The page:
Step 3: Checking mutual exclusion for bounded executions
Once we have annotations, we run Apalache to check the property of mutual exclusion for four processes and executions of length up to 10 steps:
$ apalachemc apalachemc check \
cinit=ConstInit4 inv=MutualExclusion BakeryTyped.tla
...
It took me 0 days 0 hours 32 min 2 sec
Apalache reports no violation of MutualExclusion
. This is a good start.
However, since Apalache only analyzes executions that make up to 10
transitions by default, this analysis is incomplete.
Step 4: Checking mutual exclusion for unbounded executions
To analyze executions of arbitrary length with Apalache, we can check an inductive invariant. For details, see the section on Checking inductive invariants. The Bakery specification contains such an invariant written by Leslie Lamport:
(***************************************************************************)
(* Inv is the complete inductive invariant. *)
(***************************************************************************)
Inv == /\ TypeOK
/\ \A i \in Procs :
/\ (pc[i] \in {"e4", "w1", "w2", "cs"}) => (num[i] # 0)
/\ (pc[i] \in {"e2", "e3"}) => flag[i]
/\ (pc[i] = "w2") => (nxt[i] # i)
/\ pc[i] \in {(*"e2",*) "w1", "w2"} => i \notin unchecked[i]
/\ (pc[i] \in {"w1", "w2"}) =>
\A j \in (Procs \ unchecked[i]) \ {i} : Before(i, j)
/\ /\ (pc[i] = "w2")
/\ \/ (pc[nxt[i]] = "e2") /\ (i \notin unchecked[nxt[i]])
\/ pc[nxt[i]] = "e3"
=> max[nxt[i]] >= num[i]
/\ (pc[i] = "cs") => \A j \in Procs \ {i} : Before(i, j)

To prove that Inv
is an inductive invariant for N = 4
, we run Apalache
twice. First, we check that the initial states satisfy the invariant Inv
:
$ apalachemc apalachemc check cinit=ConstInit4 \
init=Init inv=Inv length=0 BakeryTyped.tla
...
The outcome is: NoError
It took me 0 days 0 hours 0 min 6 sec
Second, we check that for every state that satisfies Inv
, the following
holds true: Its successors via Next
satisfy Inv
too. This is done as
follows:
$ apalachemc apalachemc check cinit=ConstInit4 \
init=Inv inv=Inv length=1 BakeryTyped.tla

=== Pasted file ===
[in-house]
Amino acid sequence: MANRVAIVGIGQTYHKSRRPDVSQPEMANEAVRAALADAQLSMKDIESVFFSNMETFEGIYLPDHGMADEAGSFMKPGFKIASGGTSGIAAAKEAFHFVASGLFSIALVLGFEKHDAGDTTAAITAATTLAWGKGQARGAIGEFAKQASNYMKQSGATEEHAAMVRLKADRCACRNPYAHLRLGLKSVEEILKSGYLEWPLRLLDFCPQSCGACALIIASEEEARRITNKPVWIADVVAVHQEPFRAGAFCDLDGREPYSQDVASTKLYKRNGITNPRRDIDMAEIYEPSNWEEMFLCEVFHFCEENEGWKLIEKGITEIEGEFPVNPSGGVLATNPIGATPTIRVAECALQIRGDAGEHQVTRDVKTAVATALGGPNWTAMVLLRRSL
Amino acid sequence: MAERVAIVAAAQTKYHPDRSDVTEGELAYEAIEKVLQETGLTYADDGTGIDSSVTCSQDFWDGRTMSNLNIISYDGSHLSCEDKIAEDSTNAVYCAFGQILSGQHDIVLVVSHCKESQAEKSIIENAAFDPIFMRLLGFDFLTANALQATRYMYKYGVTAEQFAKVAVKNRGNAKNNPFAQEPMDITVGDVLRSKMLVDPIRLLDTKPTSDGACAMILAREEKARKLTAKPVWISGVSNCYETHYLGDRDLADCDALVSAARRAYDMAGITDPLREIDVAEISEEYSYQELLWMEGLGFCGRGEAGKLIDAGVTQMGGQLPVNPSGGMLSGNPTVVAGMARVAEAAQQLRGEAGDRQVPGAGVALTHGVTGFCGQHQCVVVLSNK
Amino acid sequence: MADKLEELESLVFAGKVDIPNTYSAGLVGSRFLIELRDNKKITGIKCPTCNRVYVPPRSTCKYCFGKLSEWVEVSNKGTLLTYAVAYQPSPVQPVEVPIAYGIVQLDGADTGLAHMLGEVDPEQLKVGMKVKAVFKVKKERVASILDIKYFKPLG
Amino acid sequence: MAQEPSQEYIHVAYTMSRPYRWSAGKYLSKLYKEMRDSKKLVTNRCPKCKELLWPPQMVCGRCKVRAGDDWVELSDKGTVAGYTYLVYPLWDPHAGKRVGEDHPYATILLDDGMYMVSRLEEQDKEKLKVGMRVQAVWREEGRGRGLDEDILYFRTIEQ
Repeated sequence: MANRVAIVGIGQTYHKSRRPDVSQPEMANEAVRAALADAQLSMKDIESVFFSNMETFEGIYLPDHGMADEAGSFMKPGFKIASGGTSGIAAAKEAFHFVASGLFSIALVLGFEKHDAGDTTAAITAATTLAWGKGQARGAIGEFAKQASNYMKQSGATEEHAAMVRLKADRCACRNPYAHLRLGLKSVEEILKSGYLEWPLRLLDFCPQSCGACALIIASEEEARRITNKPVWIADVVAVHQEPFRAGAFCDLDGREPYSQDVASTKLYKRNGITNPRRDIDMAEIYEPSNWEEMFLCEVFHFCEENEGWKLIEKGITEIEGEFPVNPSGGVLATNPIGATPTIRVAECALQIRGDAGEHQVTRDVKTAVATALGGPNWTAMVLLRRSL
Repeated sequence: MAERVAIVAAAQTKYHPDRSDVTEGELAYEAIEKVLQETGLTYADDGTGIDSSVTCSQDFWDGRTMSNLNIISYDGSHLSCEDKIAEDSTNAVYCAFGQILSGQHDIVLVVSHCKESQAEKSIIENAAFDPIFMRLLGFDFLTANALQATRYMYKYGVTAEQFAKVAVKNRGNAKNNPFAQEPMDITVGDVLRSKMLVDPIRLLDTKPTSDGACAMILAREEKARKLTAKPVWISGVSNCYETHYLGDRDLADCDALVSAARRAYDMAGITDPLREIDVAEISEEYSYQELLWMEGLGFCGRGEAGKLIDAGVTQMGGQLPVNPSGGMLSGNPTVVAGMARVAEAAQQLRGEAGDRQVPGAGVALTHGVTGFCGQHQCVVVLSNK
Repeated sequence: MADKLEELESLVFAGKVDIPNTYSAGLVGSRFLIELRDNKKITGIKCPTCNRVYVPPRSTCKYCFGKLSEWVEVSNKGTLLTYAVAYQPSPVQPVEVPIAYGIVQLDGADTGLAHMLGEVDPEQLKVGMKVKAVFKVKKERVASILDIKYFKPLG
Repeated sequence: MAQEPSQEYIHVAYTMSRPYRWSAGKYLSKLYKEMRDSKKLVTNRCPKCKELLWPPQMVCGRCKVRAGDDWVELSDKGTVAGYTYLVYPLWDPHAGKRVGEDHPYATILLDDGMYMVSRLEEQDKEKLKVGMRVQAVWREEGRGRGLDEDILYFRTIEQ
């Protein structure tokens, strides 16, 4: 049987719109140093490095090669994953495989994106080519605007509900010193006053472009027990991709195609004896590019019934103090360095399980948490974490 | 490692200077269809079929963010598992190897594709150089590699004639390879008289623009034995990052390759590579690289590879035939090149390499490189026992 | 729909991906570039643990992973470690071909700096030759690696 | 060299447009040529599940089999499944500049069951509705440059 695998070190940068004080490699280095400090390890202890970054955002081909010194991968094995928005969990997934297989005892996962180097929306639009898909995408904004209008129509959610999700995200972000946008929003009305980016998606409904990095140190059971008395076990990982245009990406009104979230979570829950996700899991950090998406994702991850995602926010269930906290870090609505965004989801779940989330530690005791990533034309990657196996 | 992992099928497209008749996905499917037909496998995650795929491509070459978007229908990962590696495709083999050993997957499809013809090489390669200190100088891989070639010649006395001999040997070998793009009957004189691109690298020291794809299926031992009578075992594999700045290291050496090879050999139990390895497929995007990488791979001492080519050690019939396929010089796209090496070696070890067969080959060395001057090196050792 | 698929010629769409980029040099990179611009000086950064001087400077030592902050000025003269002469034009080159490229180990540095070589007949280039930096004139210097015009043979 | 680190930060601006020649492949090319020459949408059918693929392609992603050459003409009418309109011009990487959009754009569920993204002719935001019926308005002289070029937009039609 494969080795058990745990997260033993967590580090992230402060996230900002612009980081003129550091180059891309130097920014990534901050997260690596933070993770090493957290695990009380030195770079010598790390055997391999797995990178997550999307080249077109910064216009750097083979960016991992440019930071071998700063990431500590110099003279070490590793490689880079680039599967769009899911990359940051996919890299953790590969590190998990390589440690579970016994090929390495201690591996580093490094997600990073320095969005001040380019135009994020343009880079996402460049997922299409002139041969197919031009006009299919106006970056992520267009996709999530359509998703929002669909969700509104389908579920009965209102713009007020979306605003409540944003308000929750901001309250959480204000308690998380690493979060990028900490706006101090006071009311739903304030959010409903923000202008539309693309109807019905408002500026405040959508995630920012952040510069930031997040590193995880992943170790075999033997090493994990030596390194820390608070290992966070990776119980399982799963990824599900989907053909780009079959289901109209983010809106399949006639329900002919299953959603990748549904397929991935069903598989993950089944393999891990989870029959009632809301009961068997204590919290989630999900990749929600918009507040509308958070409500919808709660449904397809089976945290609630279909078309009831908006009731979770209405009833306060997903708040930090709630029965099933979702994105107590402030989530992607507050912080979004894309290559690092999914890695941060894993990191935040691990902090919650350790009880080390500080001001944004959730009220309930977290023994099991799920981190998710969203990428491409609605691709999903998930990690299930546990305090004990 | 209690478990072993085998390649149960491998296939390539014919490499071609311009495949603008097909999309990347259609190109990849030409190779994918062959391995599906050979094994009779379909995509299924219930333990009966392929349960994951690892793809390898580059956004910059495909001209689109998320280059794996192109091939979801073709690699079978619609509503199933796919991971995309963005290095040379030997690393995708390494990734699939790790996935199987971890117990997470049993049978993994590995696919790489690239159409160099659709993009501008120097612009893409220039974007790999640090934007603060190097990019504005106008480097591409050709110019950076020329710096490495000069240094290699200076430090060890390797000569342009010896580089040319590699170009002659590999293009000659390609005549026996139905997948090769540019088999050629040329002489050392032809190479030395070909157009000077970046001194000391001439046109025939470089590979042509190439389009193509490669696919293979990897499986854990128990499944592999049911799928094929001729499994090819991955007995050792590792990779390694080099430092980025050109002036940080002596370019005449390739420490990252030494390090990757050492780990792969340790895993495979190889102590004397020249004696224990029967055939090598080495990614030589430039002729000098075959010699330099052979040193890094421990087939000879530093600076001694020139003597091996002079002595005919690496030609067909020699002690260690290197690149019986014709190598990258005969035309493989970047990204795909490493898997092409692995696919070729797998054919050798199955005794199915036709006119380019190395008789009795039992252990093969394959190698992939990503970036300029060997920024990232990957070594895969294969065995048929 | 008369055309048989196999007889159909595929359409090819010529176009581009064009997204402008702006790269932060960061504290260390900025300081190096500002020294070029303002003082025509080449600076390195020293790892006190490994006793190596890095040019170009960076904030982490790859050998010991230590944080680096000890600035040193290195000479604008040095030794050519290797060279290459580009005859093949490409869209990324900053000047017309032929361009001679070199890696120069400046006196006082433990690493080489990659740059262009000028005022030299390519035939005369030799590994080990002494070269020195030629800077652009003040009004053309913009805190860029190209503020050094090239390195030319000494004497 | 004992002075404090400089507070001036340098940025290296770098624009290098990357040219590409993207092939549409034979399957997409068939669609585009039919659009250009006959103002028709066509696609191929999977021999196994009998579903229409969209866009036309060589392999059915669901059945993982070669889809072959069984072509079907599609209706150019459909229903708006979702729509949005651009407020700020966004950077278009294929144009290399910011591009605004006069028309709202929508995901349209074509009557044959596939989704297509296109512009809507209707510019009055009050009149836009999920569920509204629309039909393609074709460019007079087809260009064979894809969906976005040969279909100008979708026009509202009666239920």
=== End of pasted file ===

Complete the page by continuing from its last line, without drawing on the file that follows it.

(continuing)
...
The outcome is: NoError
It took me 0 days 0 hours 0 min 28 sec
Now we know that Inv
is indeed an inductive invariant. Hence, we check
the property MutualExclusion
against the states that satisfy Inv
:
$ apalachemc apalachemc check cinit=ConstInit4 \
init=Inv inv=MutualExclusion length=0 BakeryTyped.tla
...
The outcome is: NoError
It took me 0 days 0 hours 0 min 9 sec
In particular, these three results allow us to conclude that MutualExclusion
holds for all states that are reachable from the initial states (satisfying
Init
) via the available transitions (satisfying Next
). Since we have fixed
the constant N
with the predicate ConstInit4
, this result holds true for N = 4
. If you want to check MutualExclusion
for other values of N
, you can
define a predicate similar to ConstInit4
. We cannot check the invariant for
all values of N
, as this would require Apalache to reason about unbounded
sets and functions, which is currently not supported.
Dealing with the define block
PlusCal specifications may contain the special defineblock. For example:
 MODULE CountersPluscal 
(*
Pluscal code inside TLA+ code.
algorithm Counters {
variable x = 0;
define {
\* This is TLA+ code inside the PlusCal code.
IsPositive(x) == x > 0
}
...
}
*)
================================
Unfortunately, the PlusCal transpiler erases comments when translating PlusCal code to TLA+. Hence, the simplest solution is to move the defineblock outside the PlusCal code. For example:
 MODULE CountersPluscal 
\* @type: Int => Bool;
IsPositive(x) == x > 0
(*
algorithm Counters {
variable x = 0;
...
}
*)
================================
Conclusion
The final specifications can be found in BakeryTyped.tla and BakeryWoTlaps.tla.
In this tutorial, we have shown how to:
 Annotate a PlusCal spec with types by introducing an additional TLA+ module.
 Check safety of Bakery for bounded executions by bounded model checking (for
N=4
).  Check safety of Bakery for unbounded executions by invariant checking (for
N=4
).
If you are experiencing a problem with Apalache, feel free to open an issue or drop us a message on Zulip chat.
Further reading
 Entrylevel Tutorial on the Model Checker
 Tutorial on Snowcat shows how to write type annotations for Apalache.
 TLA+ Cheatsheet in HTML summarizes the common TLA+ constructs. If you prefer a printable version in pdf, check the Summary of TLA+.